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HomeHealth and Medical'Baby Tam' Effective, Tolerable for Breast Cancer Prevention

‘Baby Tam’ Effective, Tolerable for Breast Cancer Prevention

SAN ANTONIO — Low-dose tamoxifen, sometimes called “baby TAM,” is gaining traction as an alternative to full-dose tamoxifen for use in breast cancer prevention. The drug can reduce incidence of breast cancer in high-risk individuals, but side effects that mimic menopause have led to low rates of uptake. Lower-dose tamoxifen aims to reduce those side effects, but there remains some uncertainty about the minimum dose required to maintain efficacy.

The TAM-01 study, first published in 2019, demonstrated that a 5-mg dose of tamoxifen led to a reduction in recurrence of invasive breast cancer or ductal carcinoma in situ (DCIS). At the San Antonio Breast Cancer Symposium, two studies were presented that provided insight into dose efficacy and likelihood of medication adherence in women taking baby TAM.

“We all know that women who are at increased risk for breast cancer may benefit from the use of tamoxifen to help lower their risk, although historical uptake to tamoxifen in the prevention setting has been quite low,” said Lauren Cornell, MD, during a presentation. Her team investigated the impact of patient counseling on how well they understood their risk, as well as their likelihood of adherence to the medication.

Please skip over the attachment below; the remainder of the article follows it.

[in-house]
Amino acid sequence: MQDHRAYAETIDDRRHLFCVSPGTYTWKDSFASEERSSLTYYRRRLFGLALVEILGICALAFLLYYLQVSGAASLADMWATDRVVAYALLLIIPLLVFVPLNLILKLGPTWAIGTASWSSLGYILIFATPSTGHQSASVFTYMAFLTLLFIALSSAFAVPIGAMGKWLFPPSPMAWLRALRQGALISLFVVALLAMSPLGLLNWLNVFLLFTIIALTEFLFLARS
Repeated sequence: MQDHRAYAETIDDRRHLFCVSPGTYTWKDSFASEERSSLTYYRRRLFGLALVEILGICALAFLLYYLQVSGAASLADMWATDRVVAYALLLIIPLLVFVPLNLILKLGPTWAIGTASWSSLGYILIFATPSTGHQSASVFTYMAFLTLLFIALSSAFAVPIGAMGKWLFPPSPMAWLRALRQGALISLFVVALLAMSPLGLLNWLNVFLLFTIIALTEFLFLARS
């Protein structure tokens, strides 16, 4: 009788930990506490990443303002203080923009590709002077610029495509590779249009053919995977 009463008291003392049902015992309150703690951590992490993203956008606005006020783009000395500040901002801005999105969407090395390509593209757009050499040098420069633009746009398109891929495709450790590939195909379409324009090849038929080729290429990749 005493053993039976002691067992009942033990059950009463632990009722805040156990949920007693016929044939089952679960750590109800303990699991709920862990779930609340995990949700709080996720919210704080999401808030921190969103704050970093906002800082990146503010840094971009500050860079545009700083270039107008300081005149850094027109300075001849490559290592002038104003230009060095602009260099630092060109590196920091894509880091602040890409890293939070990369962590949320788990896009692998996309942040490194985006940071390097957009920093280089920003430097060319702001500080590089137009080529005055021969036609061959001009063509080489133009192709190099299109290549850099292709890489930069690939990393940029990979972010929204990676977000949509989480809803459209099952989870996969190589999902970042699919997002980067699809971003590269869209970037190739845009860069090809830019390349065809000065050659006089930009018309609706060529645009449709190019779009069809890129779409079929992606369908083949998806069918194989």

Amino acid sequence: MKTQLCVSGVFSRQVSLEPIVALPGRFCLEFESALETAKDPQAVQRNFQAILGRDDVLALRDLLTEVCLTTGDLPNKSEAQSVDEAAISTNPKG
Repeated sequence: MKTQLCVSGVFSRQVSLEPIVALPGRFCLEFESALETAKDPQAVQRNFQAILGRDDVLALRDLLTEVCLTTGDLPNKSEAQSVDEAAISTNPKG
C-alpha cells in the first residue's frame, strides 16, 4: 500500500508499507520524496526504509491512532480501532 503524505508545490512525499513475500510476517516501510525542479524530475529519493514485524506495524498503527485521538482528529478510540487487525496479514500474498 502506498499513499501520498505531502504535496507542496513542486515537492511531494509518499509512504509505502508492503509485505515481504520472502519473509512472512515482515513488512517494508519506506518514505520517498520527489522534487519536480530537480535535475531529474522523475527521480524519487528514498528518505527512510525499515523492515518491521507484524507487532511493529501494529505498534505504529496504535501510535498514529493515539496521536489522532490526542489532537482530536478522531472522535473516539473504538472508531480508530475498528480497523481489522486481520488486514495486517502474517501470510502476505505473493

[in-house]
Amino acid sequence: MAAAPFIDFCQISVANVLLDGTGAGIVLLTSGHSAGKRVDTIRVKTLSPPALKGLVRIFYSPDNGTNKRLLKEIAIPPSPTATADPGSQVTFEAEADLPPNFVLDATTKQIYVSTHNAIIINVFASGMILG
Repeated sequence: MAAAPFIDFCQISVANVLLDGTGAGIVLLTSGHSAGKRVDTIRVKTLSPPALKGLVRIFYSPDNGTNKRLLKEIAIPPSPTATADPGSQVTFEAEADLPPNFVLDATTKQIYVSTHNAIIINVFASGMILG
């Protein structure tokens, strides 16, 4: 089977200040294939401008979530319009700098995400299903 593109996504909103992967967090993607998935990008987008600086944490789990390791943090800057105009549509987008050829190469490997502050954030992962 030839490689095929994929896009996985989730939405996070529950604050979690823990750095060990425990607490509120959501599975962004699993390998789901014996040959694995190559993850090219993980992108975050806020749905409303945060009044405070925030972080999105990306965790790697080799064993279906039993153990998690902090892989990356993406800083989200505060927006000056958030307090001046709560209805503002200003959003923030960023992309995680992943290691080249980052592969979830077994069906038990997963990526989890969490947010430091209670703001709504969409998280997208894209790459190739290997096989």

The study included 41 women, and 31 completed follow-up at 1 year. “We saw that 90% of our patients reported good or complete understanding of their breast cancer risk after the consultation, emphasizing the benefit of that consult, and 73% reported that the availability of baby tamoxifen helped in their decision to consider a preventative medication,” said Dr. Cornell during her presentation. After 1 year of follow-up, 74% said that they had initiated baby tamoxifen, and 78% of those who started taking the drug were still taking it at 1 year.

Participants who continued to take baby TAM at 1 year had a higher estimated breast cancer risk (IBIS 10-year risk, 12.7% vs 7.6%; P = .027) than those who discontinued. “We saw that uptake to baby TAM after informed discussion in patients who qualify is high, especially in those patients with high risk and intraepithelial lesions or DCIS, and adherence and tolerability at 1 year follow up is improved, compared to what we would expect with traditional dosing of tamoxifen. It’s important to note that the NCCN guidelines and the ASCO clinical practice update now include low-dose tamoxifen as an option for select women, and future randomized control trials on de-escalation of tamoxifen and high-risk patients based on their risk model assessment still need to be done. Future study should also focus on markers to identify candidates best suited for low versus standard dose of tamoxifen,” said Dr. Cornell, who is an assistant professor of medicine at Mayo Clinic Florida in Jacksonville.